Thought of the day: Why aren’t the people I know more famous?

Queen Anne's lace & chicory, Ogle Co., July 2010

Queen Anne’s lace & chicory, Ogle Co., July 2010

Wisdom spilling from the tip of my pen on this day, 3 years ago:

28 June 2010

It’s juvenile to want to be famous, or, maybe, it’s not entirely juvenile. Maybe it’s even common to adults to want to feel you are/were/have been/will be seen as a Great Person, to not be just another human eating and breathing and crapping, which of course, even the “great” ones do. Even great people have boring times, too. It seems that only unique times are valued. It’s only for the book-writing or the inventing or performing; it’s only for these minor parts of their lives that we respect/honor/value other people. Nobody cares about Lincoln’s early years–it’s only the last few years of his life that we remember (and he’s still dead; he doesn’t care if we remember him or not, although maybe in life he appreciated the attention, the thought that he’d be remembered).

Why don’t I know more famous people? I mean, why are the people I know not more famous? Why do so many people lead common lives–comfortable, sure, but not notable? Maybe it’s because the things for which one could get famous seem extraneous, besides the point, outside the normal routines of life that actually matter?

I know this — I have realized before that, of course, fame isn’t real compared to one’s daily existence. One’s reputation is B.S., anyway; it’s external to you, you can’t control it.

I don’t want to be famous in the sense that people would ask for a photo with me, movie-star famous, “autograph” famous. But sometimes I think it’d be fun to be a guest on a talk show — not someone who does a five-minute walk-on with Jay Leno, but someone who gets to talk about his upbringing, influences, and artistic processes with Terry Gross. That’s the NPR nerd accomplishment-fantasy I have sometimes.

But I think I’d have to DO something first, like getting a book published by a legit publisher. They seldom put interesting people on radio or TV these days just because they’re interesting (and I do say so of myself).

5 responses to “Thought of the day: Why aren’t the people I know more famous?

  1. I think it’s because getting fame usually takes work. A lot of hard work, unless you are born into fame like Paris Hilton and don’t ever do anything. For most people it takes a drive to want it, and a Lot of hard work to go for it, and the majority of people don’t want to put in the work and hardship it takes to get it. Would be my opinion on why people aren’t famous anyway.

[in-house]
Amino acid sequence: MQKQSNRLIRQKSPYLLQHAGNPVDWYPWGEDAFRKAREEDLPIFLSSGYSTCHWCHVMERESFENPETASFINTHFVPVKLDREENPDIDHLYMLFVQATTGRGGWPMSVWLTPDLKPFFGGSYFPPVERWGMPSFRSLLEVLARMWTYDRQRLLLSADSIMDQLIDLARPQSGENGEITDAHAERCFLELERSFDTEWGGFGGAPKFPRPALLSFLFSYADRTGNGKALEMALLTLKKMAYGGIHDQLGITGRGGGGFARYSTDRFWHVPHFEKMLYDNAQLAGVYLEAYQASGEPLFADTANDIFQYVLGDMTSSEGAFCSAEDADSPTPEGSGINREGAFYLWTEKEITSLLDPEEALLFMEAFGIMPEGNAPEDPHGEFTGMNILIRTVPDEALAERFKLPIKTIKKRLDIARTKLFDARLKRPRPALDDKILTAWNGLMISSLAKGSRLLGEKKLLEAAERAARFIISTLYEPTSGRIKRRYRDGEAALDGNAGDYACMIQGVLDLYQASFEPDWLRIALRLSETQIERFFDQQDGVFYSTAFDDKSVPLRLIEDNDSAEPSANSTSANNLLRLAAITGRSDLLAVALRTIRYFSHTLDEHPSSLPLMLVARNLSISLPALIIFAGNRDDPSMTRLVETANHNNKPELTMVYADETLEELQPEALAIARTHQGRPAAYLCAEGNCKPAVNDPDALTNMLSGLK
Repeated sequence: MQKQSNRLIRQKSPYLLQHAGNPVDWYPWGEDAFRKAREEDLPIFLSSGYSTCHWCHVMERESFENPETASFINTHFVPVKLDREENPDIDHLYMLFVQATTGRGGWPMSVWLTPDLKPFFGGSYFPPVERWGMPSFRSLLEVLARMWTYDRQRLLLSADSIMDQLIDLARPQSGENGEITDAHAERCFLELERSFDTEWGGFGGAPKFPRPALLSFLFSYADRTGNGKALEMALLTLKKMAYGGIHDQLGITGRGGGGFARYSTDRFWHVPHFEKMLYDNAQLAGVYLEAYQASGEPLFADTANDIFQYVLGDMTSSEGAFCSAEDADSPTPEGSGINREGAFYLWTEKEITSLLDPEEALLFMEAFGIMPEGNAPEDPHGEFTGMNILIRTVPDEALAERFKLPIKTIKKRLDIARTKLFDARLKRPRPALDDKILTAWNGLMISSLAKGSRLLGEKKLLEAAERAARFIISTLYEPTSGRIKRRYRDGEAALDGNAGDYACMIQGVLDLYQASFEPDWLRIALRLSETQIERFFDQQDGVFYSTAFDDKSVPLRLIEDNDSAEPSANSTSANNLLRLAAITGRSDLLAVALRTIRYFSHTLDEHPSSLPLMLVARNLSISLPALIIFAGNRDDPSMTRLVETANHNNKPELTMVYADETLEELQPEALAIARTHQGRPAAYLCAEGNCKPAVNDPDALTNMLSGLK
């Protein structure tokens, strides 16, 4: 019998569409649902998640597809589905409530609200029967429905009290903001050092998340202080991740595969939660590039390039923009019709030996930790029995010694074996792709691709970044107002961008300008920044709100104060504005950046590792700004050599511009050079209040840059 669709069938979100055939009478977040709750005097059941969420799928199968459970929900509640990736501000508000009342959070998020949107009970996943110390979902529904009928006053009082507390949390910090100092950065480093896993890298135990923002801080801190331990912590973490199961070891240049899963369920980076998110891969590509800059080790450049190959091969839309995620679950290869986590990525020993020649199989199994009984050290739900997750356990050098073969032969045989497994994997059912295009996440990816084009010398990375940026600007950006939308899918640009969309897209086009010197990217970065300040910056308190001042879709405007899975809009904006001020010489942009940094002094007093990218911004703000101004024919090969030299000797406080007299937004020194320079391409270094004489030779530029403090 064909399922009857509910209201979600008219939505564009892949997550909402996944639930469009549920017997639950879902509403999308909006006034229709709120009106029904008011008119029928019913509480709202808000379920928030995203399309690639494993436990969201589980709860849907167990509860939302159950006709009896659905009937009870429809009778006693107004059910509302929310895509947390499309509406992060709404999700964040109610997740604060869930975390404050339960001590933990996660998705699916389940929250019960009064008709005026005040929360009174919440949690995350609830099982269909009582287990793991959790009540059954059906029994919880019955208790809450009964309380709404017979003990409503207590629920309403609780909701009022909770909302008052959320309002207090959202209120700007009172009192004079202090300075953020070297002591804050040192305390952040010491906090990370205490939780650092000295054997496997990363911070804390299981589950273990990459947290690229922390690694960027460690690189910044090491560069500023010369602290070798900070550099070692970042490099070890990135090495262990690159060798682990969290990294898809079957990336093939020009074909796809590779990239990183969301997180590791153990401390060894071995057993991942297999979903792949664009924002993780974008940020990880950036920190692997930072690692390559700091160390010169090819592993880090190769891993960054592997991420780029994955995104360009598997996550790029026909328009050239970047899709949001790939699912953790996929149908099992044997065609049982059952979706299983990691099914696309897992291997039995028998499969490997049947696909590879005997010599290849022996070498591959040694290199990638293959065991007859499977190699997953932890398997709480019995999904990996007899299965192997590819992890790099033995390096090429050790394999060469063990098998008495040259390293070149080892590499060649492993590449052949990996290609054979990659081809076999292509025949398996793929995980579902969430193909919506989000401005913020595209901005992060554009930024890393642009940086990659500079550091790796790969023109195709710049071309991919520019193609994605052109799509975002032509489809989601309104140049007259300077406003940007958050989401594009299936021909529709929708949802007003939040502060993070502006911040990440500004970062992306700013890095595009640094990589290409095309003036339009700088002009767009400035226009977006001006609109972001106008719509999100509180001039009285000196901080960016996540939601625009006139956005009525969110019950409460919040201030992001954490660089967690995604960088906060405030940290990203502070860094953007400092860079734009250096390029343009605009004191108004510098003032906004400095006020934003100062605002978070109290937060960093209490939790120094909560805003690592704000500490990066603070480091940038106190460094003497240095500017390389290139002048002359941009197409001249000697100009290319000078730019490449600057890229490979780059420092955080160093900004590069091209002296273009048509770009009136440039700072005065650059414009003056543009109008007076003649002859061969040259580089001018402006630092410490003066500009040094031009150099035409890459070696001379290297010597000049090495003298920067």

2. What makes people famous is arbitrary. It takes luck in addition to hard work (doing something worthy of attention and publicizing it). Many people publish books, but only a handful of those authors will be well known. Other good books by good writers won’t get similar attention. So, I think the reason I don’t know more famous people is because they haven’t been lucky enough to get the attention they deserve. Or, because fame isn’t always desirable, maybe they haven’t been *unlucky* enough.

  3. I think there’s also something of the same thing that makes news News…by definition, News is the unusual stuff. By definition, famous people have been given recognition for something they did above and beyond the normal run of the crowd. And just as it’s good that there are not disasters and tragedies every hour (Yes, I realize there are somewhere in the world.), it’s good that there are a small number of famous people and a large number of average. Think of the catastrophe it would be if the numbers were reversed!
    At the same time, I also think there are degrees of fame. A person can be well known in her or his neighborhood or town or …
    I also agree it takes a lot of work and persistence and tenacity. I agree that some people don’t get the attention they deserve. And I agree I like to be expert enough in something to be interviewed by Terry Gross, et al.

Leave a Reply

Please log in using one of these methods to post your comment: Logo

You are commenting using your account. Log Out /  Change )

Facebook photo

You are commenting using your Facebook account. Log Out /  Change )

Connecting to %s

This site uses Akismet to reduce spam. Learn how your comment data is processed.